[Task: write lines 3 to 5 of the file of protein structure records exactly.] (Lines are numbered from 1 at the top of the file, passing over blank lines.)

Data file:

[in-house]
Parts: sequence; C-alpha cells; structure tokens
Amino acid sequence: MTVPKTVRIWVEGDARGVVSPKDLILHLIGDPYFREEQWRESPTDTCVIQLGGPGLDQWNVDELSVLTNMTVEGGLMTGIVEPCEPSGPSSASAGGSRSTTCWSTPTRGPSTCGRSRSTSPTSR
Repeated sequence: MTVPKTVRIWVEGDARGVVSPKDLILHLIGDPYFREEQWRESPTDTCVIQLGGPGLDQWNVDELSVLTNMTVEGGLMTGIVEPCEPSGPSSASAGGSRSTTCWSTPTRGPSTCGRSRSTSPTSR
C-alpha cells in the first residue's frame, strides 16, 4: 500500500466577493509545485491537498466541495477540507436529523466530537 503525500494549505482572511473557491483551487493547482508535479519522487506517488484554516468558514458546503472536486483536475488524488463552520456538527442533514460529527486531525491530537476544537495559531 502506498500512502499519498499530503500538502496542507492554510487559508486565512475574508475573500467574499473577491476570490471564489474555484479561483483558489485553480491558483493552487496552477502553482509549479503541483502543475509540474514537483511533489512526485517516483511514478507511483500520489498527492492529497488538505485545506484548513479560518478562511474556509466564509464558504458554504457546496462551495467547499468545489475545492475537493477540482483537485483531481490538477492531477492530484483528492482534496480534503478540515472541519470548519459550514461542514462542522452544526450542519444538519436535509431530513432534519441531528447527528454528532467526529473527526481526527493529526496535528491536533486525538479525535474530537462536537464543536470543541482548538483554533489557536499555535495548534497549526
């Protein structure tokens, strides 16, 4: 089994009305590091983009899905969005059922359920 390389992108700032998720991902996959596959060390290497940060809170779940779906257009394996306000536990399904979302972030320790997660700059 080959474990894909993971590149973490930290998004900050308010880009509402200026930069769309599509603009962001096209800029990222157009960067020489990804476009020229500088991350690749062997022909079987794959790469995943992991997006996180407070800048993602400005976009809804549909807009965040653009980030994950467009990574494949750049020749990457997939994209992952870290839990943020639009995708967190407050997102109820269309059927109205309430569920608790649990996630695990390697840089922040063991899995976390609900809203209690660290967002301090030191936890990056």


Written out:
Amino acid sequence: MTVPKTVRIWVEGDARGVVSPKDLILHLIGDPYFREEQWRESPTDTCVIQLGGPGLDQWNVDELSVLTNMTVEGGLMTGIVEPCEPSGPSSASAGGSRSTTCWSTPTRGPSTCGRSRSTSPTSR
Repeated sequence: MTVPKTVRIWVEGDARGVVSPKDLILHLIGDPYFREEQWRESPTDTCVIQLGGPGLDQWNVDELSVLTNMTVEGGLMTGIVEPCEPSGPSSASAGGSRSTTCWSTPTRGPSTCGRSRSTSPTSR
C-alpha cells in the first residue's frame, strides 16, 4: 500500500466577493509545485491537498466541495477540507436529523466530537 503525500494549505482572511473557491483551487493547482508535479519522487506517488484554516468558514458546503472536486483536475488524488463552520456538527442533514460529527486531525491530537476544537495559531 502506498500512502499519498499530503500538502496542507492554510487559508486565512475574508475573500467574499473577491476570490471564489474555484479561483483558489485553480491558483493552487496552477502553482509549479503541483502543475509540474514537483511533489512526485517516483511514478507511483500520489498527492492529497488538505485545506484548513479560518478562511474556509466564509464558504458554504457546496462551495467547499468545489475545492475537493477540482483537485483531481490538477492531477492530484483528492482534496480534503478540515472541519470548519459550514461542514462542522452544526450542519444538519436535509431530513432534519441531528447527528454528532467526529473527526481526527493529526496535528491536533486525538479525535474530537462536537464543536470543541482548538483554533489557536499555535495548534497549526